And don't even get me started on dealing with the cost of daycare.
This new year, it just seems like there are way to many things that I have to look at and "hope for the best, but expect the worst."
What all benefits are given for a General (Under Honorable Conditions) discharge from the Army? I know the GI Bill is usually not available any longer, and I've found a bit about medical benefits, but what about any sort of severance pay or anything like that? Also, what else does a General Discharge change as opposed to an Honorable? Thank you!
(listening to "Emerson, Lake and Palmer - C'est La Vie", contemplative, in solitude)
I have been a lone woman for all of my life, a function of a character formed from very hard adversities passed through over 5 decades but probably moreso, because of my mind.
I am a 24 year USAF veteran, presently in "Inactive Reserve" status and still work at a military installation, albeit as a civilian technician.
Via nature and disposition, I am something of a loner and have always considered myself to be a Soldier.
Decades ago, joining the military proved to be the best career move which that I have ever made and it proved to be beneficial in many ways. But the military transmuted considerably over the decades and for this and other reasons, it was decided to "turn the page", if you will.
Growing up, I have always been into EVERYTHING. I wanted to do everything and experience everything. I was into biology, chemistry, ballet, dance, gymnastics, music, math, english, languages... but never into "war" games and the like. As soon as I hit high school, sports or anything of the nature was not in my vocabulary. Model United Nations? Yes. Amnesty International? yes. High School News paper? yes. JROTC? HELL NO!
However, as soon as the end of senior year hit-- I realized something... I found the idea of going into a top tier college and working my butt of there and then having to go to graduate school having to work my butt of there... and having to work and work and work for the rest of my life-- completely... just BLAH. I just did not and refused to do it. My life was not like that. I was lost. I decided to take the year off. What a waste... Still having reservations about college-- I went to an Air Force recruiter. My paperwork was in the process when an Army recruiter contacted me and I realized the Army was something I was looking for.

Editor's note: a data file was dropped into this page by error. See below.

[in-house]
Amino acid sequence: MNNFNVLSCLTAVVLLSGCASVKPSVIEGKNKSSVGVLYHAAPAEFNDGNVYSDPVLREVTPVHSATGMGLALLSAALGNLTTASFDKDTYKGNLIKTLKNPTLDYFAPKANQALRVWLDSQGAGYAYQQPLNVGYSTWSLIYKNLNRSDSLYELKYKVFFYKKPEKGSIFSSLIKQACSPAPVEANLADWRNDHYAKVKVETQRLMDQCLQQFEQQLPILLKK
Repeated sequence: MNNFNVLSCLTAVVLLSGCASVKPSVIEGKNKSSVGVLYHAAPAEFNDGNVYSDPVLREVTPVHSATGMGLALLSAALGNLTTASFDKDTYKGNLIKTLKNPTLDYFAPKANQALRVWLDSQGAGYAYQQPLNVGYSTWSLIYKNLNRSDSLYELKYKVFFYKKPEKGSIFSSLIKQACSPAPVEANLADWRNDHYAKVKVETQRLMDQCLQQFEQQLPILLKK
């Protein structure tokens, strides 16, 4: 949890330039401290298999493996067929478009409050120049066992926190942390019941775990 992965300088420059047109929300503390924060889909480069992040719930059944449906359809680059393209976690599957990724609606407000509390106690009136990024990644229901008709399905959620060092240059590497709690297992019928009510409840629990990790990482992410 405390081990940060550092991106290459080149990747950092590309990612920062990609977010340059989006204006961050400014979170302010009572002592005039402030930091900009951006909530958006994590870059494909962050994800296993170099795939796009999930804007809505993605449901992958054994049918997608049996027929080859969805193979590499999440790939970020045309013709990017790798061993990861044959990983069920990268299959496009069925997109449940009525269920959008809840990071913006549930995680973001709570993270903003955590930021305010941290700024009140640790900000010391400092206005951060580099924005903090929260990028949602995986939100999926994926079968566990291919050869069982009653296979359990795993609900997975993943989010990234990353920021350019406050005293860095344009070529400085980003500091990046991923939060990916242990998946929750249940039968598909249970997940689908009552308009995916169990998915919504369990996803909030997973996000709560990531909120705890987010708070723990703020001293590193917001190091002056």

I enlisted and then freaked out. Will I survive Basic Training? Don't get me wrong, I had a hard time with the running and the PT. But after a while I realized it was fun. I remember one day-- we were going to do the gas chamber. It was raining so hard. We were soaking wet, uniforms all mudddy, and I was freezing. We were standing under a roof that barely shielded us from the rain, and I remember thinking to myself-- wow, I could be at home sleeping right now... warm. I look back now and I realize that no-- if I had to do it again I would. Remembering the times spent with my battle buddies being "smoked," road marching, conducting "barracks maintenance," I realize I would not trade it for a seat in my dream college (Brown University).
I can barely remember how civilian life felt like-- I barely remember my old self. But what I do remember myself-- I remember someone who took everything for granted, someone who had no back bone, someone who didn't think she could make anything, or do anything. Someone who didn't believe in herself. Having come out of Basic Training-- I realize that I CAN do everything and anything I want. I still cannot believe I made it through Basic, but I remember my Drill Sergeant telling me that if I really want it-- I can have it. Before I can barely run 1/8 of a mile... now I can run 1, 2, 3, 4, 5-- I can keep going.
It's an experience that is out of the ordinary. Not everyone will have a chance to live what I have... but I did. And if anyone is thinking about it... why not try?
So, not long after I started this community a lot of women joined to ask questions about enlisting and basic training and so forth.
So, if you joined for that reason and have since gone through it all, tell us how it went. Was it up to your expectations? What was different than what you expected? Surprises? Pleasant or unpleasant. Have you enjoyed your experience in the military? Are you still in? Would you do it all over again?
I'm just really curious to hear how things turned out for all those women who asked for advice in this community.